James Love on Mon, 29 Mar 1999 23:02:11 +0200 (CEST)

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<nettime> FT: Campaign over drug licensing to grow

     [orig to RANDOM-BITS <random-bits@essential.org>]

Financial Times
Monday, March 29, 1999

Lead paragraph on page one, full story on page 3

Campaign over drug licensing to grow
by Francis Williams in Geneva

Aids activists and other health and consumer groups plan to 
step up their campaign against US government policy on 
compulsory licensing of pharmaceuticals patents, which they 
claim is depriving people in poor countries of life-saving 

Washington has threatened sanctions against countries such 
as Thailand and South Africa for exercising what groups 
claim are their legal rights to insist on compulsory 
licenses for certain drugs which are not available or 
affordable locally.

International patent law and world trade rules allow 
governments to issue a compulsory license, enabling a local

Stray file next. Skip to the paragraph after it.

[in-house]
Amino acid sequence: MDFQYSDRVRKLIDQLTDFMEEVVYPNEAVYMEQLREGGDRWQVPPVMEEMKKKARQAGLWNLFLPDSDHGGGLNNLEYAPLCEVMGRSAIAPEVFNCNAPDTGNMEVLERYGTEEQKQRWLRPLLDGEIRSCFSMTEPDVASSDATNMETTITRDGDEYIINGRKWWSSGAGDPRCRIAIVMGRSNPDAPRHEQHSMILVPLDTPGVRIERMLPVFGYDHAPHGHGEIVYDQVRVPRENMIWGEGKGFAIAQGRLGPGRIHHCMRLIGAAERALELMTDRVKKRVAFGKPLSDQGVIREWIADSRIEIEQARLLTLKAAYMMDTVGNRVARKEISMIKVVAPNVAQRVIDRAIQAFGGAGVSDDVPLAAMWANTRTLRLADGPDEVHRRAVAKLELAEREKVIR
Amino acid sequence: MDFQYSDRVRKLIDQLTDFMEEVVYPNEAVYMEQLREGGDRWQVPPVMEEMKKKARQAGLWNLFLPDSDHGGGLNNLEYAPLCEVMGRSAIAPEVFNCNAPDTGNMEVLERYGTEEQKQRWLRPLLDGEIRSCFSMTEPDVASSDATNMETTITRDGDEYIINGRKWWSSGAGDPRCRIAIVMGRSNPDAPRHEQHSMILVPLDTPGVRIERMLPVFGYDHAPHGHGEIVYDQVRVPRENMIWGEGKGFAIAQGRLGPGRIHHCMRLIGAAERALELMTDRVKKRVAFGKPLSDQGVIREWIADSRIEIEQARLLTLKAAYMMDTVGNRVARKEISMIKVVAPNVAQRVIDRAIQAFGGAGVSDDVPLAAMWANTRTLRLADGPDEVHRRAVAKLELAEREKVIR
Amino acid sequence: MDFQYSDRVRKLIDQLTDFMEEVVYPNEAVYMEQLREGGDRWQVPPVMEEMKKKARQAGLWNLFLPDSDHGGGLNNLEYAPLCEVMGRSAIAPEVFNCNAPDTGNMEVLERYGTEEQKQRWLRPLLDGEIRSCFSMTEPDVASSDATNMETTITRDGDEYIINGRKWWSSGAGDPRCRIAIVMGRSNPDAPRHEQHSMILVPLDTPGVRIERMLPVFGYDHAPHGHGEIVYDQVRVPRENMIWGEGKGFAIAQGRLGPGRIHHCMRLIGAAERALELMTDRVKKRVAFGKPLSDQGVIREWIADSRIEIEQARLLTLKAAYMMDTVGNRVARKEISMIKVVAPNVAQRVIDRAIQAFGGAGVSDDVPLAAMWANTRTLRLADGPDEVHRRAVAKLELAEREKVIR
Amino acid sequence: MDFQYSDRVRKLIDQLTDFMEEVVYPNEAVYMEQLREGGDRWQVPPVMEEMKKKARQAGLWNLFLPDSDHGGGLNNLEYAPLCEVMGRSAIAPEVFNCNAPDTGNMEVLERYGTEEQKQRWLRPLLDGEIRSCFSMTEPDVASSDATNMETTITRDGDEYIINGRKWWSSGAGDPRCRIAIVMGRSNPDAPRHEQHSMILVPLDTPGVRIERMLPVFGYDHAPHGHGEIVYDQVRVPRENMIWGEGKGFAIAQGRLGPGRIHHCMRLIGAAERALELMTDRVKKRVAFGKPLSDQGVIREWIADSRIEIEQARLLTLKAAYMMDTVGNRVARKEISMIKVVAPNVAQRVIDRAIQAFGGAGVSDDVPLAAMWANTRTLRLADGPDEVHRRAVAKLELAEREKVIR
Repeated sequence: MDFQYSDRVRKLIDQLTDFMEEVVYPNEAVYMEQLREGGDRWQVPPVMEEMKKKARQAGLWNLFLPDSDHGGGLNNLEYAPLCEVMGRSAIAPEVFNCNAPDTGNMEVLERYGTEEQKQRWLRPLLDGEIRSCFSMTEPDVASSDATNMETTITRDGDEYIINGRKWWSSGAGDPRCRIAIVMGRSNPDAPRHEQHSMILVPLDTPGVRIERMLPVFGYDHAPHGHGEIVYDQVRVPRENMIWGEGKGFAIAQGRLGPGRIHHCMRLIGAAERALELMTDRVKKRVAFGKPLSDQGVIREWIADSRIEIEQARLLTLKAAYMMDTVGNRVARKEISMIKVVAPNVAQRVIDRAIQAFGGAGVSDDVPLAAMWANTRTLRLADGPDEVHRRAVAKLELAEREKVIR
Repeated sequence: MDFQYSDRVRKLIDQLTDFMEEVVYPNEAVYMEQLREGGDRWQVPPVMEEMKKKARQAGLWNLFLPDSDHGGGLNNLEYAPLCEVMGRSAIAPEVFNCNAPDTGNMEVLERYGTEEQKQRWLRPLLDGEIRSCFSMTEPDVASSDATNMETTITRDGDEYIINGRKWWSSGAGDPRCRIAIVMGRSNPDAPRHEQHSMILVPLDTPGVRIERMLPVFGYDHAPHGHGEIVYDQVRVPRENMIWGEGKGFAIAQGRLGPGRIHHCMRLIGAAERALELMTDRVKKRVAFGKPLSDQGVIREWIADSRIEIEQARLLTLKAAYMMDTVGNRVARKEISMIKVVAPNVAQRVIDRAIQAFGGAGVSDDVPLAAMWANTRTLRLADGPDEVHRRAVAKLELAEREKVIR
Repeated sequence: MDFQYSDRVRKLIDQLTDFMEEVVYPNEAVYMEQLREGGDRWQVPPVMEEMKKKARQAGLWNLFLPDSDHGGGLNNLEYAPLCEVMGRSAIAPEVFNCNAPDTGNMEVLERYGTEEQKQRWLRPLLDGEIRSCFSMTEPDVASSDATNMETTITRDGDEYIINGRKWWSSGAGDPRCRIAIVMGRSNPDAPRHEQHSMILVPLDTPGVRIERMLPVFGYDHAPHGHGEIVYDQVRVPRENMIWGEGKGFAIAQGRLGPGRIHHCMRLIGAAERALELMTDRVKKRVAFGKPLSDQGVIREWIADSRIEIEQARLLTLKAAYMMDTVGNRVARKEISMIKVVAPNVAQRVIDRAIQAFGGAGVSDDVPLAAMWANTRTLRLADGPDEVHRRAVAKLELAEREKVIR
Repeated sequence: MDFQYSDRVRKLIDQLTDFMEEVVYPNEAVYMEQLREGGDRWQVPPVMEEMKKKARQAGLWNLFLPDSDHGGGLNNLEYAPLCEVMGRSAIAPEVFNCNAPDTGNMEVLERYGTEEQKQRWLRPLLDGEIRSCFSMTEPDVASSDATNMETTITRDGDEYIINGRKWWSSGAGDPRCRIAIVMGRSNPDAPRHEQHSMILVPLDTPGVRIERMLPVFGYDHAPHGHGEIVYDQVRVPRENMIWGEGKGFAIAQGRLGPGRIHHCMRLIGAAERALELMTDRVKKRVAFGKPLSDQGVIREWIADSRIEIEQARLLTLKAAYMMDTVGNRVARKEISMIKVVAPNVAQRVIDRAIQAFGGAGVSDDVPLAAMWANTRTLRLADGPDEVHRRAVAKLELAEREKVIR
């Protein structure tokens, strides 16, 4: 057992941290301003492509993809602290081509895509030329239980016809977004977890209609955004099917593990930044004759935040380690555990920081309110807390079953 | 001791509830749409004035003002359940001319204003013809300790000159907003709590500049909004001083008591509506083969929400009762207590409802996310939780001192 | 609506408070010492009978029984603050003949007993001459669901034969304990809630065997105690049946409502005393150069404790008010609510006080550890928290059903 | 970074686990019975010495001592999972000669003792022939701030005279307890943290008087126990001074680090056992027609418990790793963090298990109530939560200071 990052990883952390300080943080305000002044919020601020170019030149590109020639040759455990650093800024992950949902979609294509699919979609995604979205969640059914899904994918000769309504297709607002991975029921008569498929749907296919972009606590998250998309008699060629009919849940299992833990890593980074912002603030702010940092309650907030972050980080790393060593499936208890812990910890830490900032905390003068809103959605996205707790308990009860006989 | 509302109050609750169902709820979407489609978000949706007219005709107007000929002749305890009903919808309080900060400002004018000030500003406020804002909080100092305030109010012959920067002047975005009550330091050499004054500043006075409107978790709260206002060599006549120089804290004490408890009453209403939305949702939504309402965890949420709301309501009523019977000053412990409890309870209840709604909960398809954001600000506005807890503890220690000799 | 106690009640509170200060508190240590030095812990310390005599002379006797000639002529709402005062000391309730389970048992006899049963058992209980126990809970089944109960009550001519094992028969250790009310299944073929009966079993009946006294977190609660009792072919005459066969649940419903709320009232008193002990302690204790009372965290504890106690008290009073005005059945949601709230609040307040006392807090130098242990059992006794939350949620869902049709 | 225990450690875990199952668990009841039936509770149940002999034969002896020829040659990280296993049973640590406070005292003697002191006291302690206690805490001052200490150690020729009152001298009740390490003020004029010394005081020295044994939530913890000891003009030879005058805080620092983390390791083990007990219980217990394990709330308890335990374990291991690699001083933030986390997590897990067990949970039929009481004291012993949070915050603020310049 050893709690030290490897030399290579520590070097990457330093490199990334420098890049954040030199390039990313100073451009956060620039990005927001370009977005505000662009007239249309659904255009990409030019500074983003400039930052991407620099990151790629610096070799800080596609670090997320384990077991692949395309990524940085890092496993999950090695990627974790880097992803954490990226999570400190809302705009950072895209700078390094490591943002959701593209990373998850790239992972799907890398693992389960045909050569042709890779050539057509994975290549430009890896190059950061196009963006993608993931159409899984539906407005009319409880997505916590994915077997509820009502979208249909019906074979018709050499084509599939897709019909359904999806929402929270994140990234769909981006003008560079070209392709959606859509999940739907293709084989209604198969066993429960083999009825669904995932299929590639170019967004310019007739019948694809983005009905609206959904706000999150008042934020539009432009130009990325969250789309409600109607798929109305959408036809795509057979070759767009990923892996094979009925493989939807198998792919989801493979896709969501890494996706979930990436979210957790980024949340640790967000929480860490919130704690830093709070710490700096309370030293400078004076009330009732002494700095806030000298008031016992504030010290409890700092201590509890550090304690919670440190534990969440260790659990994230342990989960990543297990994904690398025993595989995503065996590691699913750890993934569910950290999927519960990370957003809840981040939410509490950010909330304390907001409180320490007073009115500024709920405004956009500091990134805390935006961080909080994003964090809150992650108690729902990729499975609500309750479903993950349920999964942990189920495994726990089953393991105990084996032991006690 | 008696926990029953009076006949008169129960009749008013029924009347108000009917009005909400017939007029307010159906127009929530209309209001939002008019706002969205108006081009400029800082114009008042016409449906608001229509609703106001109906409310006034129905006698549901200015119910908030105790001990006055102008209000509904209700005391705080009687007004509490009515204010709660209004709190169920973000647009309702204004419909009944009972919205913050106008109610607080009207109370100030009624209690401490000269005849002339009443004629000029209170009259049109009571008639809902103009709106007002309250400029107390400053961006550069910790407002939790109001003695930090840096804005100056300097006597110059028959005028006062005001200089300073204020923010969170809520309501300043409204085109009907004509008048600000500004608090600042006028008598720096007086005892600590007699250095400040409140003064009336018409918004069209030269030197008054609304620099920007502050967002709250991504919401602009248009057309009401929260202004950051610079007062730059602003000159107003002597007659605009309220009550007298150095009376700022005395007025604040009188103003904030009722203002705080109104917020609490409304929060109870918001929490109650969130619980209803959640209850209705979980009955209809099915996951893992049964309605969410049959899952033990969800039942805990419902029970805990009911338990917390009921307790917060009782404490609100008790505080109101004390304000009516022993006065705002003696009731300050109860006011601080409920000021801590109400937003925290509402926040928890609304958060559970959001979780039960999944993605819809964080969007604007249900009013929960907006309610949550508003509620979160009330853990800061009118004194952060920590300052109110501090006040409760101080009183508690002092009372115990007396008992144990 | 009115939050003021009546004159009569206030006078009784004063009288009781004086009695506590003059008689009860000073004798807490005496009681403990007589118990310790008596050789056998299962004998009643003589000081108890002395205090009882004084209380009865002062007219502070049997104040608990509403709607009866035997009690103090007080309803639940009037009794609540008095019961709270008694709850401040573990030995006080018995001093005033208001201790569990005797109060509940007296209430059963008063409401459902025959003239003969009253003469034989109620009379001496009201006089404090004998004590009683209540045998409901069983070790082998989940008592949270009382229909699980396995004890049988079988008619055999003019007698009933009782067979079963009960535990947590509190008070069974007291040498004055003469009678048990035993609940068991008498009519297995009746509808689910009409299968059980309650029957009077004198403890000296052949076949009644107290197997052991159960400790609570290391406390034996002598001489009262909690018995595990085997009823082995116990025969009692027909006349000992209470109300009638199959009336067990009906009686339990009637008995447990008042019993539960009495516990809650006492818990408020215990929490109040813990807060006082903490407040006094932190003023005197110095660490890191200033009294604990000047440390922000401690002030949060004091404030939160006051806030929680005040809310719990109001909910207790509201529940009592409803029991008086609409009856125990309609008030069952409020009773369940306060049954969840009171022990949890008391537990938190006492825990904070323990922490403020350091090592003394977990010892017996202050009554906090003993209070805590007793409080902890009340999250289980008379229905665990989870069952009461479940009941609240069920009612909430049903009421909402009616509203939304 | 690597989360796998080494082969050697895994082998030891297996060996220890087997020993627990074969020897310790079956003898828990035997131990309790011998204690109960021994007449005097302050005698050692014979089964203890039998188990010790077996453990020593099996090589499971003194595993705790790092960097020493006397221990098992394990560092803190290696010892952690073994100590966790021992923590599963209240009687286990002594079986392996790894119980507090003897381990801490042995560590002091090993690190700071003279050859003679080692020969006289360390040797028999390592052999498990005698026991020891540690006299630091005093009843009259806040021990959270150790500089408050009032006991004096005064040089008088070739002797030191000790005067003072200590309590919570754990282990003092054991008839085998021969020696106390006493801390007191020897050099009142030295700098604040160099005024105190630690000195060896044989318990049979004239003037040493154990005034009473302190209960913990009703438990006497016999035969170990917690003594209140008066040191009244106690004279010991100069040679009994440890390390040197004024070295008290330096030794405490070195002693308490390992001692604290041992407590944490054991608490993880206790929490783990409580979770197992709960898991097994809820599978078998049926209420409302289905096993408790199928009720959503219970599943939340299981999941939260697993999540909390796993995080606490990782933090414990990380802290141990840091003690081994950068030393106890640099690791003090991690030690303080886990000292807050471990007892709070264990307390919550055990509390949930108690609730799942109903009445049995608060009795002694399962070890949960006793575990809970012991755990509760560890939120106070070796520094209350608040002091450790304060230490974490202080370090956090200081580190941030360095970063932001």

company to produce a patented drug, if this is judged to be 
in the public interest and reasonable terms cannot be 
negotiated with the patent owner.

US policy came under a strong attack at a meeting on Friday 
of some 60 non-governmental organizations from around the 
world with representatives of the pharmaceutical industry, 
governments and international bodies including the World 
Health Organization (WHO) and the World Trade Organization 

Bernard Pecoul of Medecins Sans Frontieres (MSF), which is 
trying to improve access to essential drugs, said access had 
worsened in recent years.  The emergence of new diseases 
such as HIV/Aids and drug resistant strains of old ones such 
as tuberculosis or malaria meant that, increasingly, 
effective drugs tended to be protected by patents.

Health groups say the drugs are too expensive or are not 
sold in developing countries to avoid undercutting lucrative 
markets in the US and Europe.  The big US and European 
pharmaceutical companies argue that compulsory licensing 
acts as a disincentive to research and development.

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